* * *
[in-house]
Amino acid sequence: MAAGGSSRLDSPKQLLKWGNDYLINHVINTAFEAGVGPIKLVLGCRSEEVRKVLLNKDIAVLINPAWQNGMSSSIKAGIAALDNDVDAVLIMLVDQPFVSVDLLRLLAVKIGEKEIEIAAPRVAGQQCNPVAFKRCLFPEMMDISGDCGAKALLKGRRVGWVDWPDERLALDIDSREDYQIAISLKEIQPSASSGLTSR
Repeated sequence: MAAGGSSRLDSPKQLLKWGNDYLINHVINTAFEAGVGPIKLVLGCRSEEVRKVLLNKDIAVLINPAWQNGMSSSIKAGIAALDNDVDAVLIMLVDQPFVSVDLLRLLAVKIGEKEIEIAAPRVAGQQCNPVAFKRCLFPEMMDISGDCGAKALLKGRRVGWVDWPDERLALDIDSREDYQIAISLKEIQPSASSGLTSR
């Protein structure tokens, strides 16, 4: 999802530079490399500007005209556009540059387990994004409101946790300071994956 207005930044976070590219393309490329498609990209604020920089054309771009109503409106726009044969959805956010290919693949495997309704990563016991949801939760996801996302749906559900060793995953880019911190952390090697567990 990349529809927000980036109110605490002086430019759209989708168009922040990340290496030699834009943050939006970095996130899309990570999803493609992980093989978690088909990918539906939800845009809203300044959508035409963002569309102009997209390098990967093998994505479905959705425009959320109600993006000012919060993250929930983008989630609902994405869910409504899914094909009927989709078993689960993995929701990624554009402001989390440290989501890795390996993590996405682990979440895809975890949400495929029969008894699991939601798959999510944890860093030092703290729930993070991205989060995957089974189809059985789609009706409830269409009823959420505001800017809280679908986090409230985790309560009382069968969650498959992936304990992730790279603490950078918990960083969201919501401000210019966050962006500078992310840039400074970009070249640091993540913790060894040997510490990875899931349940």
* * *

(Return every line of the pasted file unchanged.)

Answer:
[in-house]
Amino acid sequence: MAAGGSSRLDSPKQLLKWGNDYLINHVINTAFEAGVGPIKLVLGCRSEEVRKVLLNKDIAVLINPAWQNGMSSSIKAGIAALDNDVDAVLIMLVDQPFVSVDLLRLLAVKIGEKEIEIAAPRVAGQQCNPVAFKRCLFPEMMDISGDCGAKALLKGRRVGWVDWPDERLALDIDSREDYQIAISLKEIQPSASSGLTSR
Repeated sequence: MAAGGSSRLDSPKQLLKWGNDYLINHVINTAFEAGVGPIKLVLGCRSEEVRKVLLNKDIAVLINPAWQNGMSSSIKAGIAALDNDVDAVLIMLVDQPFVSVDLLRLLAVKIGEKEIEIAAPRVAGQQCNPVAFKRCLFPEMMDISGDCGAKALLKGRRVGWVDWPDERLALDIDSREDYQIAISLKEIQPSASSGLTSR
């Protein structure tokens, strides 16, 4: 999802530079490399500007005209556009540059387990994004409101946790300071994956 207005930044976070590219393309490329498609990209604020920089054309771009109503409106726009044969959805956010290919693949495997309704990563016991949801939760996801996302749906559900060793995953880019911190952390090697567990 990349529809927000980036109110605490002086430019759209989708168009922040990340290496030699834009943050939006970095996130899309990570999803493609992980093989978690088909990918539906939800845009809203300044959508035409963002569309102009997209390098990967093998994505479905959705425009959320109600993006000012919060993250929930983008989630609902994405869910409504899914094909009927989709078993689960993995929701990624554009402001989390440290989501890795390996993590996405682990979440895809975890949400495929029969008894699991939601798959999510944890860093030092703290729930993070991205989060995957089974189809059985789609009706409830269409009823959420505001800017809280679908986090409230985790309560009382069968969650498959992936304990992730790279603490950078918990960083969201919501401000210019966050962006500078992310840039400074970009070249640091993540913790060894040997510490990875899931349940």